British Army

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    British Army Uniforms

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    Former Soviet dictator Joseph Stalin once said “History shows that there are no invincible armies.” In the 18th century, however, the British rule that spanned nearly a quarter of the Earth’s land, and that was comprised of the largest navy and strongest army at the time would have begged to differ. At the time, it seemed that the British army was destined to control the entire planet. About 5,600 kilometers away, a little colony of The British Empire had enough. Outrageous taxes without any say in Parliment, hostile interactions, and forced quartering of British soldiers were just some factors raising tension between mother and daughter. March 5th, 1770 brought about the Boston Massacre - the final straw that broke the camel’s back. With that, the Americans had finally had enough and…

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    The British had two redoubts that needed to be captured; these were the targets of the American and French guns. While the bombardment continued, the American and French Armies continued to dig parallel lines that would become closer and closer to the British lines. On October 10th, realizing the dire situation he was in, Cornwallis began to sink more than a dozen of his ships in the harbor to prevent their capture. He also received word from New York City that the British fleet would depart…

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    1770. Silversmith Paul Revere captured the Massacre on an engraving, showing the five colonists who lost their lives that day. This image, undenounced to the British, was spread to all 13 colonies and the Revolutionary fire was fueled. American’s were preparing for war by stashing smuggled firearms. The Continental Congress determined that a British attack on one colony meant an attack on the country a whole, and they were preparing to fight for what was rightfully theirs. We were united as one,…

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    The high-class British army platoon from London, England traveled throughout Europe with a designated war raven, named Bogart, who was used by the army primarily to keep watch of the surrounding area where the soldiers are located. This extraordinary raven was chosen to accompany the group as he was especially skillful and could retain order quite easily, which made Bogart a true member of the British army. Bogart was trained in an English war facility specifically designed for animals. He has…

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    Yorktown American Victory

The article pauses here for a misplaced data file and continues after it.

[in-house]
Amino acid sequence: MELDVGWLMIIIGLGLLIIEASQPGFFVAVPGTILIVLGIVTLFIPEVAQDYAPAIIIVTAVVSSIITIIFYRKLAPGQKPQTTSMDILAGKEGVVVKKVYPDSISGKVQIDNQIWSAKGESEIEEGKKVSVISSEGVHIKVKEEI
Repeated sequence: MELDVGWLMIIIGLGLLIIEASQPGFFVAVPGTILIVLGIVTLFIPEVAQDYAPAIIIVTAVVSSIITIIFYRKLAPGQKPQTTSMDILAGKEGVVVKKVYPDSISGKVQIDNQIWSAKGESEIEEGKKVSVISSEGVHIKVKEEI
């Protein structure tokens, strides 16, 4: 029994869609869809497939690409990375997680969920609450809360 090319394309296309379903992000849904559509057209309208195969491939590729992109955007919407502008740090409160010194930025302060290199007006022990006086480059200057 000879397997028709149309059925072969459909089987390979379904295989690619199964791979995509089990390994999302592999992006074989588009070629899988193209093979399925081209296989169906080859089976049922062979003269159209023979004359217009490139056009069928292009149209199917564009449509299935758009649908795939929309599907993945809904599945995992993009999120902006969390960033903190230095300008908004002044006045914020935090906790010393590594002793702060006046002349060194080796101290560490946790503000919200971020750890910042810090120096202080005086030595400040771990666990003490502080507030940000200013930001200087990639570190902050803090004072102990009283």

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    In the key battle of the American Revolution at Yorktown, about six thousand Americans and seven thousand French men fought for freedom in October of 1781 . Between 9 and 10 am on October 17th, 1781, a British drummer stood on a parapet as a red coated officer waved a white handkerchief . This flag of freedom was waved through the air, delivering the message of surrender for all soldiers to witness. At this sight, thousands of British troops surrendered to the Americans and the French, a…

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    incentive to fight, whereas the British soldiers had little if any motivation aside from being ordered to fight. Before the war began, parliament had multiple discussions about whether or not the colonists had the same rights as British citizens, the majority believed that they had and thus deserved the same liberties as well…

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    war by taking an unusual perspective and looking into colonist behavior to see exactly how they won the war and why the British didn’t but all through the eyes of the British. Hibbert takes time to carefully look at the victories by the Americans. The first battles of the revolution was the battles of Lexington and Concord. Although he talk at the a British victory in the Lexington battle he takes time look more in depth on the battle of Concord seeing exactly how the colonist won and the…

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    “British troops suffered over 250 causalities, while American forces had a fewer of 100 casualties” (The American Revolution: A Solder’s War, 1). Another battle was based on a quote, “Do Not fire until see the whites of their eyes” (The American Revolution: A Soldier’s War, 2). Meaning Patriot troops did not fire until the enemy is at close range, thus making rebels more accurate in their shots while conserving their limited supply of ammunition. One example was the Battle of Breed Hill. British…

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    Why Is The Somme Important

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    Over the last century, since it happened on the 1st July 1916, the Battle of the Somme has been viewed and qualified as one of the most significant battles in history. It was the first major offensive of the war against the main enemy, the Germans, in which British troops played the leading part. Many different historians in different times have almost opposite opinions/facts about what happened. However, they all agree on one thing: it’s significance. Whether it was due to failures, successes,…

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    Commanders never before truly experimented with the concept of combine arms on this grand of a scale. This battle was famous for its advances in aerial tactics, as well as the first appearance of the British Mark 1 Tank. However, one of the key aspects of the Somme Offensive was not only did it feature one of the largest artillery barrages in history,…

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